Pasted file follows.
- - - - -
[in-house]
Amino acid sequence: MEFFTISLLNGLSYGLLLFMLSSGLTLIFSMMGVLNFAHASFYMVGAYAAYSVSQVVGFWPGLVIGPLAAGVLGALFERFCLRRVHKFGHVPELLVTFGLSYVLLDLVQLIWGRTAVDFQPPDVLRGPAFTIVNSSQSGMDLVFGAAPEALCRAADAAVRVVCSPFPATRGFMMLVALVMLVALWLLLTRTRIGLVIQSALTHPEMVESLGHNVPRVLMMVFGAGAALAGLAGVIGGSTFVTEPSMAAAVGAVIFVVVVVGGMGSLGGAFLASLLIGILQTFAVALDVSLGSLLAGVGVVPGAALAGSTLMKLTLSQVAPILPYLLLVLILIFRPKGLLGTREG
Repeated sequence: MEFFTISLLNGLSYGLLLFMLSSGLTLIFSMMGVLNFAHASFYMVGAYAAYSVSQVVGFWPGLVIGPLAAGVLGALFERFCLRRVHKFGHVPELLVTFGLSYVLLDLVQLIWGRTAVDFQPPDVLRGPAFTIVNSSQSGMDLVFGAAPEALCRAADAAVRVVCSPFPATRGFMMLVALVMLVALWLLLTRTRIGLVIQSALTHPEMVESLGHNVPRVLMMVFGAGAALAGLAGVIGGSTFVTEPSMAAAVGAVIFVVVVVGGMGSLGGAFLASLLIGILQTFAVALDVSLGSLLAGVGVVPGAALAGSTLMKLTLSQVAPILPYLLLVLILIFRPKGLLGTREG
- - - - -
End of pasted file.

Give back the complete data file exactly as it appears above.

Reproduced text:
[in-house]
Amino acid sequence: MEFFTISLLNGLSYGLLLFMLSSGLTLIFSMMGVLNFAHASFYMVGAYAAYSVSQVVGFWPGLVIGPLAAGVLGALFERFCLRRVHKFGHVPELLVTFGLSYVLLDLVQLIWGRTAVDFQPPDVLRGPAFTIVNSSQSGMDLVFGAAPEALCRAADAAVRVVCSPFPATRGFMMLVALVMLVALWLLLTRTRIGLVIQSALTHPEMVESLGHNVPRVLMMVFGAGAALAGLAGVIGGSTFVTEPSMAAAVGAVIFVVVVVGGMGSLGGAFLASLLIGILQTFAVALDVSLGSLLAGVGVVPGAALAGSTLMKLTLSQVAPILPYLLLVLILIFRPKGLLGTREG
Repeated sequence: MEFFTISLLNGLSYGLLLFMLSSGLTLIFSMMGVLNFAHASFYMVGAYAAYSVSQVVGFWPGLVIGPLAAGVLGALFERFCLRRVHKFGHVPELLVTFGLSYVLLDLVQLIWGRTAVDFQPPDVLRGPAFTIVNSSQSGMDLVFGAAPEALCRAADAAVRVVCSPFPATRGFMMLVALVMLVALWLLLTRTRIGLVIQSALTHPEMVESLGHNVPRVLMMVFGAGAALAGLAGVIGGSTFVTEPSMAAAVGAVIFVVVVVGGMGSLGGAFLASLLIGILQTFAVALDVSLGSLLAGVGVVPGAALAGSTLMKLTLSQVAPILPYLLLVLILIFRPKGLLGTREG